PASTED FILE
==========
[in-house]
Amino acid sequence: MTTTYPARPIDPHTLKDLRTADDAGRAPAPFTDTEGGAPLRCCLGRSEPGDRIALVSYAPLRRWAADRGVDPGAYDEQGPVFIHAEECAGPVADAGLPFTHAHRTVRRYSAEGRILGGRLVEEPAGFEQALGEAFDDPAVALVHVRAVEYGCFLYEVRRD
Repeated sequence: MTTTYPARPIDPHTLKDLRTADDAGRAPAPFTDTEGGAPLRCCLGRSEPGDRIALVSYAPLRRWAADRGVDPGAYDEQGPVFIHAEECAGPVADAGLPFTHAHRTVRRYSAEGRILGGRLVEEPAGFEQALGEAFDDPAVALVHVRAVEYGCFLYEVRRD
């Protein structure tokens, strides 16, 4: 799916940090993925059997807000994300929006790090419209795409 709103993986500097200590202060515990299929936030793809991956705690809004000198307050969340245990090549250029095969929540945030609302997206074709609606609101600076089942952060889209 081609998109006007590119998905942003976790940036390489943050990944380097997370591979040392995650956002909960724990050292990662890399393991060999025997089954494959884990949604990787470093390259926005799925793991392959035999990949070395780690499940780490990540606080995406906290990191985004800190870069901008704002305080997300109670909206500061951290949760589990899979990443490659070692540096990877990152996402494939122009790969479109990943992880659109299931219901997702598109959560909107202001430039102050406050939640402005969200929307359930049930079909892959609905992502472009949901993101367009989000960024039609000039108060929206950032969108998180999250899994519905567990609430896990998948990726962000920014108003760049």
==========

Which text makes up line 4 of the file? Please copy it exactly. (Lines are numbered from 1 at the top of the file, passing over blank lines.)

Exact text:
């Protein structure tokens, strides 16, 4: 799916940090993925059997807000994300929006790090419209795409 709103993986500097200590202060515990299929936030793809991956705690809004000198307050969340245990090549250029095969929540945030609302997206074709609606609101600076089942952060889209 081609998109006007590119998905942003976790940036390489943050990944380097997370591979040392995650956002909960724990050292990662890399393991060999025997089954494959884990949604990787470093390259926005799925793991392959035999990949070395780690499940780490990540606080995406906290990191985004800190870069901008704002305080997300109670909206500061951290949760589990899979990443490659070692540096990877990152996402494939122009790969479109990943992880659109299931219901997702598109959560909107202001430039102050406050939640402005969200929307359930049930079909892959609905992502472009949901993101367009989000960024039609000039108060929206950032969108998180999250899994519905567990609430896990998948990726962000920014108003760049």